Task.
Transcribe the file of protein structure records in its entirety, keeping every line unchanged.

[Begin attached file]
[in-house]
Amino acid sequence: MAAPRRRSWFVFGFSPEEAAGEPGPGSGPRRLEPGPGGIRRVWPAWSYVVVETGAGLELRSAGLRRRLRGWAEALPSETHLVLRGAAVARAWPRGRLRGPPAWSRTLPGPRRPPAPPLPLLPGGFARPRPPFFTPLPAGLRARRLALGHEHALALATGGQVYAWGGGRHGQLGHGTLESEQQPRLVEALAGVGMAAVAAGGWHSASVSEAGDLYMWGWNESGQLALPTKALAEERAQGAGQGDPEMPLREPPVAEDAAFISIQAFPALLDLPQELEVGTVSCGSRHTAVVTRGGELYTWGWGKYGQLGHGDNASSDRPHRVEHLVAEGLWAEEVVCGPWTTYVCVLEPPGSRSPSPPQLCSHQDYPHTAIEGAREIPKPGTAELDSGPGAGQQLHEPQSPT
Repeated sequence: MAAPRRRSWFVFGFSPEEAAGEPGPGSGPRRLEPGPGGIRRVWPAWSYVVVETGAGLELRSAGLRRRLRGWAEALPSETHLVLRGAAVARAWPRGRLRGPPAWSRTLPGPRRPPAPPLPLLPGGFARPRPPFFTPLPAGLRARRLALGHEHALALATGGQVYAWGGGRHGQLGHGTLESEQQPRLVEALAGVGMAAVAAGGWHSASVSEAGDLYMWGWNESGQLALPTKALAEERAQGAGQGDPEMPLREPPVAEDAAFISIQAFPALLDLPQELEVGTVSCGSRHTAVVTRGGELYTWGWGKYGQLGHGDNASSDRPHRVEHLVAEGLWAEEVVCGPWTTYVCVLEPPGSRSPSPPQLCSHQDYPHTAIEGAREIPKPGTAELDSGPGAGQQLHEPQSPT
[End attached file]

[in-house]
Amino acid sequence: MAAPRRRSWFVFGFSPEEAAGEPGPGSGPRRLEPGPGGIRRVWPAWSYVVVETGAGLELRSAGLRRRLRGWAEALPSETHLVLRGAAVARAWPRGRLRGPPAWSRTLPGPRRPPAPPLPLLPGGFARPRPPFFTPLPAGLRARRLALGHEHALALATGGQVYAWGGGRHGQLGHGTLESEQQPRLVEALAGVGMAAVAAGGWHSASVSEAGDLYMWGWNESGQLALPTKALAEERAQGAGQGDPEMPLREPPVAEDAAFISIQAFPALLDLPQELEVGTVSCGSRHTAVVTRGGELYTWGWGKYGQLGHGDNASSDRPHRVEHLVAEGLWAEEVVCGPWTTYVCVLEPPGSRSPSPPQLCSHQDYPHTAIEGAREIPKPGTAELDSGPGAGQQLHEPQSPT
Repeated sequence: MAAPRRRSWFVFGFSPEEAAGEPGPGSGPRRLEPGPGGIRRVWPAWSYVVVETGAGLELRSAGLRRRLRGWAEALPSETHLVLRGAAVARAWPRGRLRGPPAWSRTLPGPRRPPAPPLPLLPGGFARPRPPFFTPLPAGLRARRLALGHEHALALATGGQVYAWGGGRHGQLGHGTLESEQQPRLVEALAGVGMAAVAAGGWHSASVSEAGDLYMWGWNESGQLALPTKALAEERAQGAGQGDPEMPLREPPVAEDAAFISIQAFPALLDLPQELEVGTVSCGSRHTAVVTRGGELYTWGWGKYGQLGHGDNASSDRPHRVEHLVAEGLWAEEVVCGPWTTYVCVLEPPGSRSPSPPQLCSHQDYPHTAIEGAREIPKPGTAELDSGPGAGQQLHEPQSPT